Why Giants’ 2nd round WR Wan’Dale Robinson is going to be a swiss-army knife on offense

wan'dale robinson, giants

When the New York Giants drafted Wan’Dale Robinson out of Kentucky with their second-round pick, many questioned the decision from general manager Joe Schoen. However, the Giants were looking for a versatile offensive weapon that could serve multiple roles and feature in a variety of alignments as they put together a new scheme.

The Giants hired former Buffalo Bills OC Brian Daboll and Kansas City Chiefs offensive quality control manager Mike Kafka to serve as the team’s new head coach and offensive coordinator, respectively.

Both coaches are known for their offensive pedigree, helping build two of the league’s most potent offenses as part of their resume. Management had plenty to do renovating the roster and adding pieces to both sides of the football that would fit specific schemes and styles.

Robinson is a product of scheme-related drafting, especially since Kafka is coming from an offense that features quick and agile receivers that can play multiple roles.

“Whatever they want me to do, whether that be run the ball, catch the ball, catch a bunch of screens, sweeps, whatever they ask me to do, I’ll be able to do it. That’s just what I want to do,” Robinson said at rookie minicamp, per John Fennelly of Giants Wire.

Robinson tallied 1,342 yards last season for Kentucky, with 12.9 yards per reception and seven total touchdowns. All of his best games came in 2021, and despite being a bit undersized at 5’8″, he has elite change of direction capabilities and proven health history.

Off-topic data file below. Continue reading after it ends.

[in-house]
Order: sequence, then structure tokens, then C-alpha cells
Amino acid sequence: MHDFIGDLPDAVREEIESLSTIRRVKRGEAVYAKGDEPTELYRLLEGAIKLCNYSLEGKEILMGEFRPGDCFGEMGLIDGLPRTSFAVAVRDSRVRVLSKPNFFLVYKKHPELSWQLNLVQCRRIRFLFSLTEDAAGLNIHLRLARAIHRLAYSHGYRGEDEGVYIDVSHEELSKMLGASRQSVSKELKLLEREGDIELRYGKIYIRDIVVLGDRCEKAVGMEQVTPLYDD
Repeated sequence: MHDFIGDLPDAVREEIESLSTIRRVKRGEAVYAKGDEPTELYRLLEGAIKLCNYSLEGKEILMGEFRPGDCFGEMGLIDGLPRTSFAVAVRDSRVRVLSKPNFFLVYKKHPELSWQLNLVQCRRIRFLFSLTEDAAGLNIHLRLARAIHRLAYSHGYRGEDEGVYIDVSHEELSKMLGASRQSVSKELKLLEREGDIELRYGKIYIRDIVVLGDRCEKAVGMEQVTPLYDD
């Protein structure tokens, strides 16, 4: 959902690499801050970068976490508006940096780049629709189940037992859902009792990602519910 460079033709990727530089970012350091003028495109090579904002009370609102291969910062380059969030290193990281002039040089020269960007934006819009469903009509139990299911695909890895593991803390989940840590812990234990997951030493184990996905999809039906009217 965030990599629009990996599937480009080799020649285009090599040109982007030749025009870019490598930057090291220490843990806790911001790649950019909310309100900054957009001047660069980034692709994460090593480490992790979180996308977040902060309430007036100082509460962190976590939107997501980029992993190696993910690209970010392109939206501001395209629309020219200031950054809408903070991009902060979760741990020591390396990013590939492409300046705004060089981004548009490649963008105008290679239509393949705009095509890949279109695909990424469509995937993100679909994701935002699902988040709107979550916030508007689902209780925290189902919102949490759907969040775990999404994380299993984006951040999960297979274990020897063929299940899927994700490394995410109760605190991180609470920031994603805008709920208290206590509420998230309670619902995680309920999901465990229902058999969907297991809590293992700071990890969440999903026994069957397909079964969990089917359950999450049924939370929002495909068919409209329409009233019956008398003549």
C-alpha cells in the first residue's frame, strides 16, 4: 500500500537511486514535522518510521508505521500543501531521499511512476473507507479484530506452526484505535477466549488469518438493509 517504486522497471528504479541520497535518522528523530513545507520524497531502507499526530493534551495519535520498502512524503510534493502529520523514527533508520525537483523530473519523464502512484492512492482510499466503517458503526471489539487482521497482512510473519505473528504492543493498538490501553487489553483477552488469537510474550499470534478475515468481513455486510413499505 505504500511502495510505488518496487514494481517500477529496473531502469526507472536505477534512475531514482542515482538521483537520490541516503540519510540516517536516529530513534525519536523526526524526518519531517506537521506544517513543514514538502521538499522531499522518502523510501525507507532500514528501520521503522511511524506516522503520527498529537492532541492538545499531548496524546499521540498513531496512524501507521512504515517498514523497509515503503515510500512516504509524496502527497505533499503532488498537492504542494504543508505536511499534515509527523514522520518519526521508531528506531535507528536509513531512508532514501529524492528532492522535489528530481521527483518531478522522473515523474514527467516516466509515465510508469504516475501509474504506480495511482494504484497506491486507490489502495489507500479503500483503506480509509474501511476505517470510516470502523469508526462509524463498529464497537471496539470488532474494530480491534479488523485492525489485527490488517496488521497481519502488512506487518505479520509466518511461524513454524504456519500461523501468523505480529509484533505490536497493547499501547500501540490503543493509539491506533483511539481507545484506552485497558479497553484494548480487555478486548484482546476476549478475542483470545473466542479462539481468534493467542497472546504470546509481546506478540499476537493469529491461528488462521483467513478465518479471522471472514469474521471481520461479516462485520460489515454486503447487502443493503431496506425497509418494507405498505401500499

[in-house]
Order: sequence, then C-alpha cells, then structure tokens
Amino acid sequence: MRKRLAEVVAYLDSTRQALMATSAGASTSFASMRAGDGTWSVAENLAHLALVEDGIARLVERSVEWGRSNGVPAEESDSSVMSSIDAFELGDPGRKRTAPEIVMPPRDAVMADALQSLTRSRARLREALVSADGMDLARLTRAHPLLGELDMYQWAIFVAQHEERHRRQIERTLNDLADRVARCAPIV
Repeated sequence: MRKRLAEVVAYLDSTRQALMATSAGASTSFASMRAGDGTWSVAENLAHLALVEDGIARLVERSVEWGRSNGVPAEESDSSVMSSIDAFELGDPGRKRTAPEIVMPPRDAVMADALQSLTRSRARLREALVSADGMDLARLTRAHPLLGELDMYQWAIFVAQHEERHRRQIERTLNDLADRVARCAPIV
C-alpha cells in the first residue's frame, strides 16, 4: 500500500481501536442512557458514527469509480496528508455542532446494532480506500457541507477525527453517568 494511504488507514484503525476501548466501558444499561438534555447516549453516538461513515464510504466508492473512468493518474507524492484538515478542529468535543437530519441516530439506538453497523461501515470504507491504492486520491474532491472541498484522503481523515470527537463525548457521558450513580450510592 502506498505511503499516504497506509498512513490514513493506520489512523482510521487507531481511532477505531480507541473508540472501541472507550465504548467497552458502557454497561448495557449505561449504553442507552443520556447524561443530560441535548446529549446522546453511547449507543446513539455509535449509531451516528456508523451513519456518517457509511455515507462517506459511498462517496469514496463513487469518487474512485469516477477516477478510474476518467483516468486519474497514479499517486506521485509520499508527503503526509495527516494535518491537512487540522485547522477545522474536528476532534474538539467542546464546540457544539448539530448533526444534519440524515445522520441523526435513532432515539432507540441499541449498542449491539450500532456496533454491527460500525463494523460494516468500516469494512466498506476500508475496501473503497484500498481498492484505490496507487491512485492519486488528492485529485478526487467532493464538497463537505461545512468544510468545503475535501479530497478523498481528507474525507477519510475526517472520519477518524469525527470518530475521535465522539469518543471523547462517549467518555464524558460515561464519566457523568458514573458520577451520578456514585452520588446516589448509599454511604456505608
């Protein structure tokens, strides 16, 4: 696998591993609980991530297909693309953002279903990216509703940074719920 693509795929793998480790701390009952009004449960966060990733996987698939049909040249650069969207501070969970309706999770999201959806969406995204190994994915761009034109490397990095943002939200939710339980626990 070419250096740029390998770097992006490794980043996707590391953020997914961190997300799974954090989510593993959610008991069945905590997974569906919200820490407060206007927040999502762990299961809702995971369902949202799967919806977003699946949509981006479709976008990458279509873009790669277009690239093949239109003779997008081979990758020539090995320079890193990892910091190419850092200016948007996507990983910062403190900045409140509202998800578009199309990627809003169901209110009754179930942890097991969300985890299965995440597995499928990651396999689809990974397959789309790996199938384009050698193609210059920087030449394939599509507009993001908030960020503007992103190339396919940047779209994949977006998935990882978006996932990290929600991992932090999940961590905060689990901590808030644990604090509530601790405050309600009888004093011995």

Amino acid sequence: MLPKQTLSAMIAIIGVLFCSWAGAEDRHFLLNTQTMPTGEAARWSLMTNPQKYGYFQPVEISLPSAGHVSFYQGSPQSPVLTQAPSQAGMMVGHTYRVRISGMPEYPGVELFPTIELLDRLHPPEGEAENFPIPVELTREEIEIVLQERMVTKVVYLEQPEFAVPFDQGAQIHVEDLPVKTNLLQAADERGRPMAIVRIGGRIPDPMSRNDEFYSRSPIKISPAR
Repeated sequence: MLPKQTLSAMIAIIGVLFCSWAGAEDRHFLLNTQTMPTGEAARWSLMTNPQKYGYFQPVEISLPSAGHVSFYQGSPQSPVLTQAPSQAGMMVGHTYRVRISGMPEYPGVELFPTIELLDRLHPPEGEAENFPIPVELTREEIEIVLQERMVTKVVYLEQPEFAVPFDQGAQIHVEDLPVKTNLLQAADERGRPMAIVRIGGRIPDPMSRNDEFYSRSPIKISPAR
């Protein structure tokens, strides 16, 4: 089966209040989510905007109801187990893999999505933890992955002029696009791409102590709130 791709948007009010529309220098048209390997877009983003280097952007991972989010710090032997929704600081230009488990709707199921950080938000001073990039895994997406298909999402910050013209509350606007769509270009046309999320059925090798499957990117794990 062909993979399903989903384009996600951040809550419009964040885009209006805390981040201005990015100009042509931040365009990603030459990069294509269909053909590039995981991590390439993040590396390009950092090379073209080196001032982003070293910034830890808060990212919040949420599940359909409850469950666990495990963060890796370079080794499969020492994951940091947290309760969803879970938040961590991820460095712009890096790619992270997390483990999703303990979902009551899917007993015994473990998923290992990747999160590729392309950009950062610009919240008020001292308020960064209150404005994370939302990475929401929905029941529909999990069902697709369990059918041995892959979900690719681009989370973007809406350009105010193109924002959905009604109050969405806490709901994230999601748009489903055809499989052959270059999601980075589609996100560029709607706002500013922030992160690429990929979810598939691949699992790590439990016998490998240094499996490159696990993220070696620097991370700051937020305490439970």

Robinson isn’t the biggest or fastest receiver in the draft class, but he hosts several impressive numbers, including his 40-yard dash, at 4.44, 20-yard shuttle at 4.13, and 19 benchpress reps. Putting up 19 reps of 225-pounds under 180 pounds is extremely impressive and showcases Robinson’s underrated strength as a ball carrier. He ranks in the 0 percentile in arm length, meaning his catch-radius is tiny, but once he gets the football in his hands, he’s electric.

The Giants can utilize Robinson out of the slot or on the outside, enjoying 487 snaps in the slot and 239 outside last season. However, Robinson is also lethal on jet sweeps, and screen passes, providing him so much value for an offense that will likely focus on creativity and unpredictability.

With multiple home-run hitters like Robinson, Kadarius Toney, and Saquon Barkley, the Giants will feed them snaps until one of them breaks off a big chunk of yards.

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